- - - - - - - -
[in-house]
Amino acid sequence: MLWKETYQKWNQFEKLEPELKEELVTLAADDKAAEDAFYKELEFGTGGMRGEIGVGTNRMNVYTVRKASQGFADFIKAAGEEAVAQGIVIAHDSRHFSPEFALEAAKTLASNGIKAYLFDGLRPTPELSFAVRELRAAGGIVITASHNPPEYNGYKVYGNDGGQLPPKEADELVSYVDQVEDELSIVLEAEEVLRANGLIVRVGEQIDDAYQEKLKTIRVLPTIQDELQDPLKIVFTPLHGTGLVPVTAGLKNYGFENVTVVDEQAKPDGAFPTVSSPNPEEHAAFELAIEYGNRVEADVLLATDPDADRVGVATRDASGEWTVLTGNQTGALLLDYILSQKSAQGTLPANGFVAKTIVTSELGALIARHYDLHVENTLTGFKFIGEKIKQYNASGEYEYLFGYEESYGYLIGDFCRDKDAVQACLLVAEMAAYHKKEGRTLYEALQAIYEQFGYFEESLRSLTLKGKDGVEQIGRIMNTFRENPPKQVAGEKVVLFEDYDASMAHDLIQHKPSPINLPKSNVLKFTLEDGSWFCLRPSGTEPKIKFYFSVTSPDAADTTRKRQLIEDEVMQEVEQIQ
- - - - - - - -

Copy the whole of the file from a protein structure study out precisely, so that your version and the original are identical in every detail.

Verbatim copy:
[in-house]
Amino acid sequence: MLWKETYQKWNQFEKLEPELKEELVTLAADDKAAEDAFYKELEFGTGGMRGEIGVGTNRMNVYTVRKASQGFADFIKAAGEEAVAQGIVIAHDSRHFSPEFALEAAKTLASNGIKAYLFDGLRPTPELSFAVRELRAAGGIVITASHNPPEYNGYKVYGNDGGQLPPKEADELVSYVDQVEDELSIVLEAEEVLRANGLIVRVGEQIDDAYQEKLKTIRVLPTIQDELQDPLKIVFTPLHGTGLVPVTAGLKNYGFENVTVVDEQAKPDGAFPTVSSPNPEEHAAFELAIEYGNRVEADVLLATDPDADRVGVATRDASGEWTVLTGNQTGALLLDYILSQKSAQGTLPANGFVAKTIVTSELGALIARHYDLHVENTLTGFKFIGEKIKQYNASGEYEYLFGYEESYGYLIGDFCRDKDAVQACLLVAEMAAYHKKEGRTLYEALQAIYEQFGYFEESLRSLTLKGKDGVEQIGRIMNTFRENPPKQVAGEKVVLFEDYDASMAHDLIQHKPSPINLPKSNVLKFTLEDGSWFCLRPSGTEPKIKFYFSVTSPDAADTTRKRQLIEDEVMQEVEQIQ